I feel very strongly that the Liberal Quaker message ought to be truly inclusive. Our collective openness to whatever the positive spiritual or religious experiences of other people are, which is so central to the Liberal Quaker identity, absolutely must include, not just openness to the experience that other Friends have had of Christ, but also openness to the messages they bring to us from that experience. Actually, “openness” is too weak a word. We should embrace the Christ when we evangelize—when we share Quakerism with others, when we are bringing the Quaker message into the world. And we should embrace the Christ-centered messages of our fellow religionists.

But I do draw the line at forceful exclusiveness, the assertion—by anybody—that someone else’s religious experience is not legitimate, not the truth, not enough. How dare we make such a claim? And on what authority? Our personal experience—or lack of experience—in the case of Liberal Friends? Or, in the case of some evangelical Christians, on our personal reading of a book?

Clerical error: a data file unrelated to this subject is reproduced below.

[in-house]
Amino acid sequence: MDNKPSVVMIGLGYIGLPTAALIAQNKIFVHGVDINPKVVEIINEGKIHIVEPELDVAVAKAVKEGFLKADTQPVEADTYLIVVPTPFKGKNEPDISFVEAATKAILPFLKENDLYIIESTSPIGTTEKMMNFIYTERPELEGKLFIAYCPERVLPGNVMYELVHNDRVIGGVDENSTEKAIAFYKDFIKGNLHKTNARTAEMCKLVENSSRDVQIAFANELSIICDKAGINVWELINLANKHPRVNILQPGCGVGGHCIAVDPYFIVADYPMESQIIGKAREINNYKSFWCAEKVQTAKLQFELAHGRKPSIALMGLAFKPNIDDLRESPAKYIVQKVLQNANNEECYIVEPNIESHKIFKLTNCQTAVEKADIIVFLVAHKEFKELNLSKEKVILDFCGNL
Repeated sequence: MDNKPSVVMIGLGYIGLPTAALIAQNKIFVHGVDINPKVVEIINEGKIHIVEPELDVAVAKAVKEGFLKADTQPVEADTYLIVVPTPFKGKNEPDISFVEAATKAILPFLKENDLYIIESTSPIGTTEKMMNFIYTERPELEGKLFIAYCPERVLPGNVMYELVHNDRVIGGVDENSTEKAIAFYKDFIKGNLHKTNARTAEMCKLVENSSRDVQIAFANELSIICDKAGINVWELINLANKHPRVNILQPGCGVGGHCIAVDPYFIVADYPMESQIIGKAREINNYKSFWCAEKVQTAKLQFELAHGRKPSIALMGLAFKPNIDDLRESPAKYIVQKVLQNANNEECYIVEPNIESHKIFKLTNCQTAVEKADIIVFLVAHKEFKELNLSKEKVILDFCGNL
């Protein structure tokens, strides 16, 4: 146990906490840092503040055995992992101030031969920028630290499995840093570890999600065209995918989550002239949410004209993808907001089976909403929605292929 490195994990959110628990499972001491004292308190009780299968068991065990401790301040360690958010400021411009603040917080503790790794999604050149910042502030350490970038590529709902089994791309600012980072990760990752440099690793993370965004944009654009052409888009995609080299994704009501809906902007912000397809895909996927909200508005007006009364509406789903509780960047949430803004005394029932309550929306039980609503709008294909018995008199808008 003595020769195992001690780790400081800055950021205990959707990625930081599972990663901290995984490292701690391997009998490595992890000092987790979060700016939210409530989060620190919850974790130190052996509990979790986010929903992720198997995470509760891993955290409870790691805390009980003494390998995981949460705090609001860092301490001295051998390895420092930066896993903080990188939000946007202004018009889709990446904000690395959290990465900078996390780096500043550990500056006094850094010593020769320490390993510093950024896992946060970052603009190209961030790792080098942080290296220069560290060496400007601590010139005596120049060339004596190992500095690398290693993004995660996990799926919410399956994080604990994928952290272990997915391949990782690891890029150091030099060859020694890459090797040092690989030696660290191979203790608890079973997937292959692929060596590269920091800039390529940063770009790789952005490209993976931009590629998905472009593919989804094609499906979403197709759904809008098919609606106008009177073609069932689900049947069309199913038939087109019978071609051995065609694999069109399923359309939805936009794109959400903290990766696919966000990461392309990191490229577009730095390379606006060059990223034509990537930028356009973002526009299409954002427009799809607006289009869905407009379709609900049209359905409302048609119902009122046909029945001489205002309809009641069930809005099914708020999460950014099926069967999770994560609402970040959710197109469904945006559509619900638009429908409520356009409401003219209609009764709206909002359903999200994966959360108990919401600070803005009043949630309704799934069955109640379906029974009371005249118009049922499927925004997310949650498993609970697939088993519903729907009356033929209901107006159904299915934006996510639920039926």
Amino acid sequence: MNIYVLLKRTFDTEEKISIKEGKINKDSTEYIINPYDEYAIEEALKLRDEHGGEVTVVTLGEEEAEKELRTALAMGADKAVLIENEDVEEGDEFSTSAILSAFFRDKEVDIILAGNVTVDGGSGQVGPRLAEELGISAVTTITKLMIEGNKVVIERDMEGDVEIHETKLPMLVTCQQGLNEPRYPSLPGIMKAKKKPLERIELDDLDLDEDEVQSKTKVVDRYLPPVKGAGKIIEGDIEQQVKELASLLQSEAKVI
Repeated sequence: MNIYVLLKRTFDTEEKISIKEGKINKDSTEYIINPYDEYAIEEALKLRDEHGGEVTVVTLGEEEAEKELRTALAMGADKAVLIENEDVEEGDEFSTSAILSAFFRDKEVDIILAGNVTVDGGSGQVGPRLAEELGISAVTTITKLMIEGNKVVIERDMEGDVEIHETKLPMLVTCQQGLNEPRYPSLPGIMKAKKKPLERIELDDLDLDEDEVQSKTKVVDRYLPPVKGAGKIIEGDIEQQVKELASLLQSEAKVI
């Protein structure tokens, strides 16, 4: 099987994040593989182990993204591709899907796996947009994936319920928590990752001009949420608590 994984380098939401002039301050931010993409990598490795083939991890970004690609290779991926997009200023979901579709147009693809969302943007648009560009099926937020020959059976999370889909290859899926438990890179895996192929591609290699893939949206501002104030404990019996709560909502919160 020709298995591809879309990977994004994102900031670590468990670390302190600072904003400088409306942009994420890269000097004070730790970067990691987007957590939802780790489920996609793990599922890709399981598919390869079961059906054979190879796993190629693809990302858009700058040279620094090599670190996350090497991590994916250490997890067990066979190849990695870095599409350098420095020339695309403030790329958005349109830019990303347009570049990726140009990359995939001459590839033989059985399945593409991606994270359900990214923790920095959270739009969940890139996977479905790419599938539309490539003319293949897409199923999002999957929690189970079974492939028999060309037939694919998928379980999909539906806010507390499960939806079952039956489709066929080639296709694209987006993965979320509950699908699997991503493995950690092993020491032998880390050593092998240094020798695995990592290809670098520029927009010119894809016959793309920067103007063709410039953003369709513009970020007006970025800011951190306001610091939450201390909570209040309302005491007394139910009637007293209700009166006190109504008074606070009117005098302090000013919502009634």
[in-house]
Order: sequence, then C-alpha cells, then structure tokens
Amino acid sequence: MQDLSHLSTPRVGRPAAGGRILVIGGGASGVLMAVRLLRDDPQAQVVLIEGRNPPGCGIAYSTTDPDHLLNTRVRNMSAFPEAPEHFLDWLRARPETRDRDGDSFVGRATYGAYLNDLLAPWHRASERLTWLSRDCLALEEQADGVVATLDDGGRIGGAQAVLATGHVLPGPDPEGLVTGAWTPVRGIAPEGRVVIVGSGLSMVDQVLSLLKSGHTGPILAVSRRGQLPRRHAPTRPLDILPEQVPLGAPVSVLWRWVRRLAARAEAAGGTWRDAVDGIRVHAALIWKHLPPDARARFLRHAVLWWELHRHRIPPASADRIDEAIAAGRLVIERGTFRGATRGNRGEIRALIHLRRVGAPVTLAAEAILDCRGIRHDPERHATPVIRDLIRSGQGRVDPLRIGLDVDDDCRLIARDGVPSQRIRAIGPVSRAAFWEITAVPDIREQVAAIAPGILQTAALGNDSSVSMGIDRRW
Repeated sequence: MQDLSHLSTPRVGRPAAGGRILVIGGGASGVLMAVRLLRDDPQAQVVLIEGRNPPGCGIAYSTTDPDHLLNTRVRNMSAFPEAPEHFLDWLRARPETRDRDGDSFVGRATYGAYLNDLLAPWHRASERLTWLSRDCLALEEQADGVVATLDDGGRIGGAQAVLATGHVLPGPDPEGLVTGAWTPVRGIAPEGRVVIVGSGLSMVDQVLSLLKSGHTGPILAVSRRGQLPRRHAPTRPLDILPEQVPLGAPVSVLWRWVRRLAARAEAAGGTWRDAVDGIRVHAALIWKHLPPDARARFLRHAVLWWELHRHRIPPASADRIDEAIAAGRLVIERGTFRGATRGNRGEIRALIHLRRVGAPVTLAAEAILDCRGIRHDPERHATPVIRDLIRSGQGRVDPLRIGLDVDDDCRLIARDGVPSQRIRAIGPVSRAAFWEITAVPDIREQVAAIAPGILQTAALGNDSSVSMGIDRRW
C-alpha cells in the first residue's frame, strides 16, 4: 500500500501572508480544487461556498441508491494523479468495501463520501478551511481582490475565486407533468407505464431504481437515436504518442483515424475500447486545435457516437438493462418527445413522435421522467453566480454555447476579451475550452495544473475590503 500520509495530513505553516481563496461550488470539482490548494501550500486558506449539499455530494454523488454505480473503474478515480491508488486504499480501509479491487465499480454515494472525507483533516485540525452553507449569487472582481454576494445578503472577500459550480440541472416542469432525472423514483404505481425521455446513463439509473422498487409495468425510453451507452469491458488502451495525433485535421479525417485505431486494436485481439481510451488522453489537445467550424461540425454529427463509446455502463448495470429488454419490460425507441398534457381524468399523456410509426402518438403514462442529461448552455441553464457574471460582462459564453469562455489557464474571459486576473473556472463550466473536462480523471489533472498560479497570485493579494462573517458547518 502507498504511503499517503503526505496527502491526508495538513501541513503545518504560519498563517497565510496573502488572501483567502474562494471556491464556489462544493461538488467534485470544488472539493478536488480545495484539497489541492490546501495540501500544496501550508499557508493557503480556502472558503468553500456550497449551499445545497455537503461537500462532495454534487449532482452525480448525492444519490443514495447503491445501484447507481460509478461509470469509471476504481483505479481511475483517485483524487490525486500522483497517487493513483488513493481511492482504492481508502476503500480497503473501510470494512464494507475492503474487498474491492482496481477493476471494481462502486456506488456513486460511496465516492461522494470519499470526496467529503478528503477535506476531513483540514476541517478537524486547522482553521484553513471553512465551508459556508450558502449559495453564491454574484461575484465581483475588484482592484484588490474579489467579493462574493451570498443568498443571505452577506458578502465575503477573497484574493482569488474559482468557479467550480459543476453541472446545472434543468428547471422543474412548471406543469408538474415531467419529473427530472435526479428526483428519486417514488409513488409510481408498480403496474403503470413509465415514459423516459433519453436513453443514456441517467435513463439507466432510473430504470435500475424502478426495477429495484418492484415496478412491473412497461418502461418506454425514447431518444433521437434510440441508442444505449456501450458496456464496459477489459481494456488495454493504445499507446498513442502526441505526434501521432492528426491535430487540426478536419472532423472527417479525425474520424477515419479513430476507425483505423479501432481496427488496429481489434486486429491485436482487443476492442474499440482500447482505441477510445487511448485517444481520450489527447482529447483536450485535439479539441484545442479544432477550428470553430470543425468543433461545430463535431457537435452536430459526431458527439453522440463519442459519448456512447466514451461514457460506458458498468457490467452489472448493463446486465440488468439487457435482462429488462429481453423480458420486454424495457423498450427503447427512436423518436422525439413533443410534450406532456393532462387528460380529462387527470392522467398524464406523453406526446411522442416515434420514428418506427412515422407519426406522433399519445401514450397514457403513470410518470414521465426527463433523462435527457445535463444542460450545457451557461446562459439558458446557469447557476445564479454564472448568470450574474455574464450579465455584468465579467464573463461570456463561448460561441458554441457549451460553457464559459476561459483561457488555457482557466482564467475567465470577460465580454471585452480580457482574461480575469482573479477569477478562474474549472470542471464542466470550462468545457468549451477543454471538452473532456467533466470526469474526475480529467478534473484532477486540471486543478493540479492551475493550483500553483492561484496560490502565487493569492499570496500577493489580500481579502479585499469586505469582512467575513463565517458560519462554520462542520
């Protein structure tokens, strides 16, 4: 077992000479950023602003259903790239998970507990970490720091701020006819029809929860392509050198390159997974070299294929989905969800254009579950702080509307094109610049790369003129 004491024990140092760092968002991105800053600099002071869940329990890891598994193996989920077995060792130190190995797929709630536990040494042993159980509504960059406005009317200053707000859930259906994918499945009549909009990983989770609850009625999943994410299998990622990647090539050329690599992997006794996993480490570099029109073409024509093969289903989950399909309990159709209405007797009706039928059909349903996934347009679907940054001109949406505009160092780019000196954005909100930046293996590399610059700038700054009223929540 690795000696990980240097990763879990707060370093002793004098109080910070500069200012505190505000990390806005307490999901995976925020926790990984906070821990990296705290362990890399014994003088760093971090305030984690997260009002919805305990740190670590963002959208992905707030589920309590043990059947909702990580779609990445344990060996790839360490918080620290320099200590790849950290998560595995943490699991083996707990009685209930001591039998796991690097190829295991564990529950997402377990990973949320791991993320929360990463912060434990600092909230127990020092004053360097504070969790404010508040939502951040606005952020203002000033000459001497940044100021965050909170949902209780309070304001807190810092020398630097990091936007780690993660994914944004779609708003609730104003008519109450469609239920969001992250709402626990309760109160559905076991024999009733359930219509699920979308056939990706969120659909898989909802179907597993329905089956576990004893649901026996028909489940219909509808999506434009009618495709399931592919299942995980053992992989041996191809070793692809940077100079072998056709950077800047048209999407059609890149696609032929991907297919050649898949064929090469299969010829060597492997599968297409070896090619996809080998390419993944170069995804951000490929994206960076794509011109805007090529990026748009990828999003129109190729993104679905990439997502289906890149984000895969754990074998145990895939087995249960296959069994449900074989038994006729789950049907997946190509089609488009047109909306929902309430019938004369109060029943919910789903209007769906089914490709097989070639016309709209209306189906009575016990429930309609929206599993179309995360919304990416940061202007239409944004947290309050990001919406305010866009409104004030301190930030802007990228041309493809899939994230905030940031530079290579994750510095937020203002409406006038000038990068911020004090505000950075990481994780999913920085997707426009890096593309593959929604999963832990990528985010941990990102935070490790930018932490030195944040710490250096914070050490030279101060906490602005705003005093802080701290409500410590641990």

That’s what it comes down to with some evangelical Christians—their authority for their claim to be right comes primarily from their personal interpretation of the Bible. This claim not only disrespects other people’s interpretation of Scripture; it disrespects Scripture itself, as though the Bible were not ceaselessly surprising, confounding, mysterious, and even sometimes, just plain opaque and self-contradictory; that is, totally open to varying interpretations and emphases.

But what about the assertion that someone else’s experience is not true Quakerism? Most of us do have our own ideas about what true Quakerism is, I suspect. Certainly I do. I am filling this blog with my opinions about “true Quakerism”. This post is my take on “true Quakerism”. So sometimes there’s quite a difference between the movement as it is in its various forms and our own ideas about what constitutes true Quakerism.